Also note that Yunel Escobar posted a .286/.286/.333 in 21 PA.
Chase Headley collected six hits in 22 PA. Only one of those six went for extra bases. That one was a double. He also drew only one walk, leading to a .286/.318/.333 line.
Harmon Killebrew Award
Marlon Byrd posted a .235/.350/.412 line in 20 PA. As you would expect, two of his four hits were extra base hits. What you would not expect is the fact that the thing propping up his OBP was not walks, of which he had one, but hit by pitches. He got plunked twice.
David Murphy had a similar but superior line to Byrd but a less entertaining factoid than getting beaned twice. He went .231/.444/.462 in 18 PA with all three of his hits ending up as doubles. He made his way on base three times via hit and five times by way of a base on balls.
Paul Goldschmidt produced two singles in 23 PA for the Snakes. He also homered once, walked a staggering seven times, and went three for four in his attempts to steal a base. He posted a .188/.435/.375 line, which is something you don’t run into very often, even in one-week samples.
Steve Balboni Award
Alfonso Soriano struck out 12 times in 31 PA, tied for highest in the majors this week. So despite the fact that half of his hits were home runs, he wasn’t able to maintain a batting average or walk rate sufficient enough to produce a presentable line. Instead he hit .143/.266/.357.
Arcia shared the strikeout lead with Soriano, going down on strikes 12 times in 30 PA. He ended up batting .233/.233/.600, an asset in slugging but a gaping chest wound in the Twins lineup’s ability to put runners on base.
Mike Napoli struck out 11 times in 27 PA and hit .130/.286/.174.
Adeiny Hechavarria doesn’t have the secondary skills to survive eight strikeouts in 22 PA. He didn’t survive that strikeout rate this week, going .182/.182/.273.
Usually I keep it to samples above about 15 or 20 PA or so, but I would feel remiss if I failed to mention that Austin Romine struck out seven times in 12 PA, 10 AB for a .100/.250/.100. That’s an abysmal contact rate.
In my weekly overrun list of those who went down on strikes a lot and ended up with the resultant terrible triple slash lines are Mark Trumbo, Roger Kieschnick, Darin Ruff, Colby Rasmus, Clete Thomas, Curtis Granderson, Giancarlo Stanton, Pedro Alvarez and Alex Avila.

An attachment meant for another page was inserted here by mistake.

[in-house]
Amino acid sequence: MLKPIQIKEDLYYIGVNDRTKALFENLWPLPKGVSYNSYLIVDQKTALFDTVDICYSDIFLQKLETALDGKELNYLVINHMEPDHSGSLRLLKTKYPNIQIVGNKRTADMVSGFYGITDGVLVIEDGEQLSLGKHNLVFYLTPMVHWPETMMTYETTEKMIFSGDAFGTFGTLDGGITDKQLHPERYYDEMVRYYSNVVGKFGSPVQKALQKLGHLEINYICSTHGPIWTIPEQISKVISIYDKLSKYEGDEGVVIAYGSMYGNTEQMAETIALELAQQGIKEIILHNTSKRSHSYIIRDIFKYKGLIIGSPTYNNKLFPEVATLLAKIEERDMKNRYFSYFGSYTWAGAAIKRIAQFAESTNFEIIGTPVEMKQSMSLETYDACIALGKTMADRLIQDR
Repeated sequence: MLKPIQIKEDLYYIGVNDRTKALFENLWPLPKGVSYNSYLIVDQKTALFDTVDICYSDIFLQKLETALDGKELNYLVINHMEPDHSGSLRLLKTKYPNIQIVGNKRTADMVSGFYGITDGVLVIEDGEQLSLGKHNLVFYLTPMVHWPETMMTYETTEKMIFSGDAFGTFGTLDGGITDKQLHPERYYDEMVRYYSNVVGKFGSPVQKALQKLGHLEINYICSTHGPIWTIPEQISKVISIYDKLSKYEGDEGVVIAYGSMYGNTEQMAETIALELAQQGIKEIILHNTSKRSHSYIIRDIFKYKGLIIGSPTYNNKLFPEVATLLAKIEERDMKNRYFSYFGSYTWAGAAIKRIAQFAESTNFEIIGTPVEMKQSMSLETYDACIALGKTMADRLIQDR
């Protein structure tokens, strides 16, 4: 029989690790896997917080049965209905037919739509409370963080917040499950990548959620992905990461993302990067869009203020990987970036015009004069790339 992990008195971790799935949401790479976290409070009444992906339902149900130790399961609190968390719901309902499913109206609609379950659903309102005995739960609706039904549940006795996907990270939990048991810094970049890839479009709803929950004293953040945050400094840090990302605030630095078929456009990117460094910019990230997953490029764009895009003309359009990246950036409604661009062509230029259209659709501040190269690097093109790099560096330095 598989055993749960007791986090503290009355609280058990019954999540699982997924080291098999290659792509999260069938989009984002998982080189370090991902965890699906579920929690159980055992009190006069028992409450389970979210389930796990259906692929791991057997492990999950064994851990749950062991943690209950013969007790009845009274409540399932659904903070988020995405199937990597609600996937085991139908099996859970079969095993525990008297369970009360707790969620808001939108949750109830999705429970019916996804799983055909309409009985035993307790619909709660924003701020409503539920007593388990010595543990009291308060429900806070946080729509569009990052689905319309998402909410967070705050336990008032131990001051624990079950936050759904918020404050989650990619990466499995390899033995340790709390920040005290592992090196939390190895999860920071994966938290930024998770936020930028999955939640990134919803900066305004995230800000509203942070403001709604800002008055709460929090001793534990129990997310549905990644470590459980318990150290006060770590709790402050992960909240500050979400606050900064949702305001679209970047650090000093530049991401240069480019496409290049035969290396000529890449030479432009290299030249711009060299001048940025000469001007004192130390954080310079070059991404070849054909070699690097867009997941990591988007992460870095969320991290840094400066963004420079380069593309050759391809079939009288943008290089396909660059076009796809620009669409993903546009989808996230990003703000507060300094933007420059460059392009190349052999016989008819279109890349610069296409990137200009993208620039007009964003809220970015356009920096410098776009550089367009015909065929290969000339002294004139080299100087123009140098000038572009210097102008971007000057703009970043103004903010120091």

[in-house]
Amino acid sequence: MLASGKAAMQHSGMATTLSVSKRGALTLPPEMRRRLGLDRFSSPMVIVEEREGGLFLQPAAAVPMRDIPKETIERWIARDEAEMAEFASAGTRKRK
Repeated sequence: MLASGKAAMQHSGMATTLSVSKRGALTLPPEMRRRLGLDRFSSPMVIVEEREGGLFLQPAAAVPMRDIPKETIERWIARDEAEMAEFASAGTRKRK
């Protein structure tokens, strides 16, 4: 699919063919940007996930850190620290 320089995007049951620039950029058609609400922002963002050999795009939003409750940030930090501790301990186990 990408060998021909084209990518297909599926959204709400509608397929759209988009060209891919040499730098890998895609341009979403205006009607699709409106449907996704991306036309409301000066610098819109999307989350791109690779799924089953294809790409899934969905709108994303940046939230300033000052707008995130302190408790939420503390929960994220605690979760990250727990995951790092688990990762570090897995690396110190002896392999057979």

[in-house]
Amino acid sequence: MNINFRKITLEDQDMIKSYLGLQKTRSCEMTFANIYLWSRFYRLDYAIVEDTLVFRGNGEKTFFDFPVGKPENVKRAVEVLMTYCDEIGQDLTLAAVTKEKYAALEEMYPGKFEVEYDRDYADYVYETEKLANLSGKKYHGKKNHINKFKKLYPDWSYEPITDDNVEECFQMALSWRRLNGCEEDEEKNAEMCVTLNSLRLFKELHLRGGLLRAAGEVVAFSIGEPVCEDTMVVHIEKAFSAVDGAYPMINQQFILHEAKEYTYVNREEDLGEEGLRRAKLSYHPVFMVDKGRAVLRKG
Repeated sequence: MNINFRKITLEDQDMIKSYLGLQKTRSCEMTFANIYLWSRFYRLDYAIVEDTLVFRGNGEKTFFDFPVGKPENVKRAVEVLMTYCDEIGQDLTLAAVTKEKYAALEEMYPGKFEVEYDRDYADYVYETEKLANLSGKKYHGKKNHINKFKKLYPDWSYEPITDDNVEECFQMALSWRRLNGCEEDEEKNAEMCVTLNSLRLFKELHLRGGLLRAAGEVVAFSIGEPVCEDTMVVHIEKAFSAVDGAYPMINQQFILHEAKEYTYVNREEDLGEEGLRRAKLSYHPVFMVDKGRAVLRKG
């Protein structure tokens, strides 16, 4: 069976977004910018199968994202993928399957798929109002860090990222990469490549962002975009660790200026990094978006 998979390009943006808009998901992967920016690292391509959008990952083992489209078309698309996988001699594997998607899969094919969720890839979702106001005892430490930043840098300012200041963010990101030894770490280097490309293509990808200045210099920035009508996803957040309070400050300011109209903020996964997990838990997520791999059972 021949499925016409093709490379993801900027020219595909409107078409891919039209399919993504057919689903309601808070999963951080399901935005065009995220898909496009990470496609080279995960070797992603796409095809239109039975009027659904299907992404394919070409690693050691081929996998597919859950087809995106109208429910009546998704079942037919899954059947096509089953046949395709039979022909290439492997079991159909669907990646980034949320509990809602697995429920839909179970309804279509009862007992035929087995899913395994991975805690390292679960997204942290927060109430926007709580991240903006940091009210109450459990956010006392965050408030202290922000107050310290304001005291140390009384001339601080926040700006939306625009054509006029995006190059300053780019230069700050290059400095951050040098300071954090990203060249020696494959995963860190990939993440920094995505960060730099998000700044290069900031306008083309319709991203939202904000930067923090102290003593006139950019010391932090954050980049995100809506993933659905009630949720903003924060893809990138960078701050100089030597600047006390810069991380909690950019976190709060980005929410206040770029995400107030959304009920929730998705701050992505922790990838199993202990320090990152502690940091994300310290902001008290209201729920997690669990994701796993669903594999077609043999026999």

Three true outcomes
As mentioned above, Soriano homered three times in his 31 PA. He also walked three times and struck out (as mentioned) 12 times.
Mike Trout homered twice, walked seven times, and struck out eight times in 27 PA.
Colabello posted a two-six-six TTO line in 25 PA.
Miguel Cabrera’s strikeouts are low for the category, but four-five-five in 33 PA gets you in.
Josh Reddick went five-two-five in 21 PA.
Justin Morneau went four-one-nine in 32 PA, which is a little thin on the walks, but with plenty of the homers and strikeouts.
Norichika Aoki posted a zero-zero-three TTO line in 27 PA.
Ed Lucas went zero-zero-three in 25 PA.
Jonathan Lucroy was another member of the zero-zero-three club. He did his in 29 PA.
And Juan Uribe is the last member of the crew, going zero-zero-three in 24 PA.
This week’s MVP
AL: Teammates Austin Jackson and Miguel Cabrera share the honor this week. Cabrera was his usual brilliant self, maybe more so by going .429/.515/.929. Half of his 12 hits were of the extra base variety. Jackson smacked 13 hits in 38 PA. Of those 13, five were singles, four were doubles, and two each of triples and home runs for a .371/.421/.771 line.
NL: I can’t decide the NL winner between Brandon Belt and Matt Holliday so I will let you decide for yourself. They each had 28 PA on the week. Holliday went .478/.586/.739 with nine singles, two homers, and five walks. Belt went .440/.500/.800 with six singles, three doubles, and two homers to go with three walks.